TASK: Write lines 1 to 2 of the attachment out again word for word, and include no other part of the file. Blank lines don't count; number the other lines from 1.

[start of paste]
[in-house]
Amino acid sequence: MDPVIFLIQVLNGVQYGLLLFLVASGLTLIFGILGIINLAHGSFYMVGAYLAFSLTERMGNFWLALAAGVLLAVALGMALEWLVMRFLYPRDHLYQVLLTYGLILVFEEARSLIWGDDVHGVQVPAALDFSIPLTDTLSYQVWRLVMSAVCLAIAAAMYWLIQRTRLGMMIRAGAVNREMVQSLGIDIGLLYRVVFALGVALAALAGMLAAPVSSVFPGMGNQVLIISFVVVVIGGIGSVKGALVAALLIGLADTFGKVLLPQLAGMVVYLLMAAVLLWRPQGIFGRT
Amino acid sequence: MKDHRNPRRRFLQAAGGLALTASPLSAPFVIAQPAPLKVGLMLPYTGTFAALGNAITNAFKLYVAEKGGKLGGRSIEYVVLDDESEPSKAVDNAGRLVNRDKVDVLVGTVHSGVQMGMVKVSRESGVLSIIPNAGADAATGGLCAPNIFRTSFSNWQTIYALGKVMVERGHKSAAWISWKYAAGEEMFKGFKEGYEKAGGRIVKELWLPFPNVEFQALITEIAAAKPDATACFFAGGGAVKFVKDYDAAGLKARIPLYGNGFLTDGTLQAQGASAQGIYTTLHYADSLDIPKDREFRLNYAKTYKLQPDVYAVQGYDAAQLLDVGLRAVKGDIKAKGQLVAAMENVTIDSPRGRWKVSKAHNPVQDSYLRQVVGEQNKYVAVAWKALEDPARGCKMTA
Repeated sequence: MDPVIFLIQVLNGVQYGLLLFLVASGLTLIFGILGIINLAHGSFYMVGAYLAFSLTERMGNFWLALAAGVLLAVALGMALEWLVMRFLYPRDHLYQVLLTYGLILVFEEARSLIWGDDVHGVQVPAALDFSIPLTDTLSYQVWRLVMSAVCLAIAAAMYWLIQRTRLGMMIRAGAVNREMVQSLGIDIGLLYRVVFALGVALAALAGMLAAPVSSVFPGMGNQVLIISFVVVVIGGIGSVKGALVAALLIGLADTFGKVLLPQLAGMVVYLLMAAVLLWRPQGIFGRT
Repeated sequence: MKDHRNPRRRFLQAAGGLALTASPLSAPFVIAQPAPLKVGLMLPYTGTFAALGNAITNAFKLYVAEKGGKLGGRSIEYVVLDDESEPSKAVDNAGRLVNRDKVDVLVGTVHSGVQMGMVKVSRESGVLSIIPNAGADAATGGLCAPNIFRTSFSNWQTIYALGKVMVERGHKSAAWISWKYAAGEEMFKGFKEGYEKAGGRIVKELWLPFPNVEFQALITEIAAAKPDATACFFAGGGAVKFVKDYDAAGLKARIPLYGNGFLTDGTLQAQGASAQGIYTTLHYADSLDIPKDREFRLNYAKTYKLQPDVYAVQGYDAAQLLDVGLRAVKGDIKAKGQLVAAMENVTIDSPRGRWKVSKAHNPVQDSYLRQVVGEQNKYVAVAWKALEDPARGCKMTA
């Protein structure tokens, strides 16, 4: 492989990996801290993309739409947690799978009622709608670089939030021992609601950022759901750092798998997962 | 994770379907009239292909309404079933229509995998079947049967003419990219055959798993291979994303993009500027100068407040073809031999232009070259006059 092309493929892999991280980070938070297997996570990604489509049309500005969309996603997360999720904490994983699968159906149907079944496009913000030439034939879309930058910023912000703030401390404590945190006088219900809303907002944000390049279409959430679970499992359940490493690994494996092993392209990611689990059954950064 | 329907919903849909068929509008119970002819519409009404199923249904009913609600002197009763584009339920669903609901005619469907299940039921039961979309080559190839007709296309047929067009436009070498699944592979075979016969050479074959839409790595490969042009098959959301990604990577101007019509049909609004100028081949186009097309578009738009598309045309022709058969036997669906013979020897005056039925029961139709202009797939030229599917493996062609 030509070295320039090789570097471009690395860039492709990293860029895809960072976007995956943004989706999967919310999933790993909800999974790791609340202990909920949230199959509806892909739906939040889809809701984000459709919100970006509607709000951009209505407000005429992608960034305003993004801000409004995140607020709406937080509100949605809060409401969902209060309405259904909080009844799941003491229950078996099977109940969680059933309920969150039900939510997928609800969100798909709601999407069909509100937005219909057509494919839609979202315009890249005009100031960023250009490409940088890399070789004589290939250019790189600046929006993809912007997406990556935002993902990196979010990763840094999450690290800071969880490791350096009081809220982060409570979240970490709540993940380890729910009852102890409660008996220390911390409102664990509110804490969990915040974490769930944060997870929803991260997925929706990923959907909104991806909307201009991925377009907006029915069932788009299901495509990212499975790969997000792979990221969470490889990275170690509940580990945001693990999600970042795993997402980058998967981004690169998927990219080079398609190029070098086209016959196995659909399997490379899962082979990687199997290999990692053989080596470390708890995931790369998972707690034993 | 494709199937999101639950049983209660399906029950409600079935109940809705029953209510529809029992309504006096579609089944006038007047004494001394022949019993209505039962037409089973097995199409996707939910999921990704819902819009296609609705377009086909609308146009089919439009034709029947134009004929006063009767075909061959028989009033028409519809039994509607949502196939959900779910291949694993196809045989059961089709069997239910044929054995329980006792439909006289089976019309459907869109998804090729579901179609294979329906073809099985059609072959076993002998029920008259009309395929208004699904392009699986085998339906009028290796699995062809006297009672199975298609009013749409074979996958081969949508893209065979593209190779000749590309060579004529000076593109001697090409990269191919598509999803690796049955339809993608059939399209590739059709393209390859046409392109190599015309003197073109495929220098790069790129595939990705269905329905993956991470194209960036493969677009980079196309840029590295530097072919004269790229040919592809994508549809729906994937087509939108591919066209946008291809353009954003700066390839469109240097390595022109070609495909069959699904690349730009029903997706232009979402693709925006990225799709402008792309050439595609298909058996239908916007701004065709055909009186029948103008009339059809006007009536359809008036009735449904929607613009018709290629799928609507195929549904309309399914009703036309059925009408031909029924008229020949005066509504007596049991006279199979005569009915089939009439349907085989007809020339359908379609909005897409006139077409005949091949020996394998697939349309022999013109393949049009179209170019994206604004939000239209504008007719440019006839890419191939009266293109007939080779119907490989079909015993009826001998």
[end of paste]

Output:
[in-house]
Amino acid sequence: MDPVIFLIQVLNGVQYGLLLFLVASGLTLIFGILGIINLAHGSFYMVGAYLAFSLTERMGNFWLALAAGVLLAVALGMALEWLVMRFLYPRDHLYQVLLTYGLILVFEEARSLIWGDDVHGVQVPAALDFSIPLTDTLSYQVWRLVMSAVCLAIAAAMYWLIQRTRLGMMIRAGAVNREMVQSLGIDIGLLYRVVFALGVALAALAGMLAAPVSSVFPGMGNQVLIISFVVVVIGGIGSVKGALVAALLIGLADTFGKVLLPQLAGMVVYLLMAAVLLWRPQGIFGRT